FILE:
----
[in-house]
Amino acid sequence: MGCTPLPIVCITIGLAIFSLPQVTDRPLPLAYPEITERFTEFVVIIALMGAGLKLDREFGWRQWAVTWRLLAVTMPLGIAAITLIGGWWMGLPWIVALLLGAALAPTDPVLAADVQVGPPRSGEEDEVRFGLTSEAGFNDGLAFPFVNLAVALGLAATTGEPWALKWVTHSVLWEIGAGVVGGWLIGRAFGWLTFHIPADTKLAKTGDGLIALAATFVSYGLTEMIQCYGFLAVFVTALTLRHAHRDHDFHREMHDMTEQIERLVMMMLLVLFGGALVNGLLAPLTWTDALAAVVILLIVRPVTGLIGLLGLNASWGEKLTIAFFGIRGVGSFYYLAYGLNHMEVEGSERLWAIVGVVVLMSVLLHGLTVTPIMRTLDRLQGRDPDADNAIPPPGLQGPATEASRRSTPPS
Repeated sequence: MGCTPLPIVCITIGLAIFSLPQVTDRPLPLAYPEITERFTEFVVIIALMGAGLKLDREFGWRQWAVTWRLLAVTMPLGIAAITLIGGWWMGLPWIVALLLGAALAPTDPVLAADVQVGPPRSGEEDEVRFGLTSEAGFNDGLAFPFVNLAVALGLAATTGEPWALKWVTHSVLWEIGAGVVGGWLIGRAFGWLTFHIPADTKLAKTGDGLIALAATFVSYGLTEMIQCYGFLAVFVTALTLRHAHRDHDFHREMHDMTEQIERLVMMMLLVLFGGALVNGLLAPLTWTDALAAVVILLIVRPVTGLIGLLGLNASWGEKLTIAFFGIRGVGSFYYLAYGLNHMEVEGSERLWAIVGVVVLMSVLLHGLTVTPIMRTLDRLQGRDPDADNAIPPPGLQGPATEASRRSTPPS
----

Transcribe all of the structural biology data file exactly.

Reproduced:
[in-house]
Amino acid sequence: MGCTPLPIVCITIGLAIFSLPQVTDRPLPLAYPEITERFTEFVVIIALMGAGLKLDREFGWRQWAVTWRLLAVTMPLGIAAITLIGGWWMGLPWIVALLLGAALAPTDPVLAADVQVGPPRSGEEDEVRFGLTSEAGFNDGLAFPFVNLAVALGLAATTGEPWALKWVTHSVLWEIGAGVVGGWLIGRAFGWLTFHIPADTKLAKTGDGLIALAATFVSYGLTEMIQCYGFLAVFVTALTLRHAHRDHDFHREMHDMTEQIERLVMMMLLVLFGGALVNGLLAPLTWTDALAAVVILLIVRPVTGLIGLLGLNASWGEKLTIAFFGIRGVGSFYYLAYGLNHMEVEGSERLWAIVGVVVLMSVLLHGLTVTPIMRTLDRLQGRDPDADNAIPPPGLQGPATEASRRSTPPS
Repeated sequence: MGCTPLPIVCITIGLAIFSLPQVTDRPLPLAYPEITERFTEFVVIIALMGAGLKLDREFGWRQWAVTWRLLAVTMPLGIAAITLIGGWWMGLPWIVALLLGAALAPTDPVLAADVQVGPPRSGEEDEVRFGLTSEAGFNDGLAFPFVNLAVALGLAATTGEPWALKWVTHSVLWEIGAGVVGGWLIGRAFGWLTFHIPADTKLAKTGDGLIALAATFVSYGLTEMIQCYGFLAVFVTALTLRHAHRDHDFHREMHDMTEQIERLVMMMLLVLFGGALVNGLLAPLTWTDALAAVVILLIVRPVTGLIGLLGLNASWGEKLTIAFFGIRGVGSFYYLAYGLNHMEVEGSERLWAIVGVVVLMSVLLHGLTVTPIMRTLDRLQGRDPDADNAIPPPGLQGPATEASRRSTPPS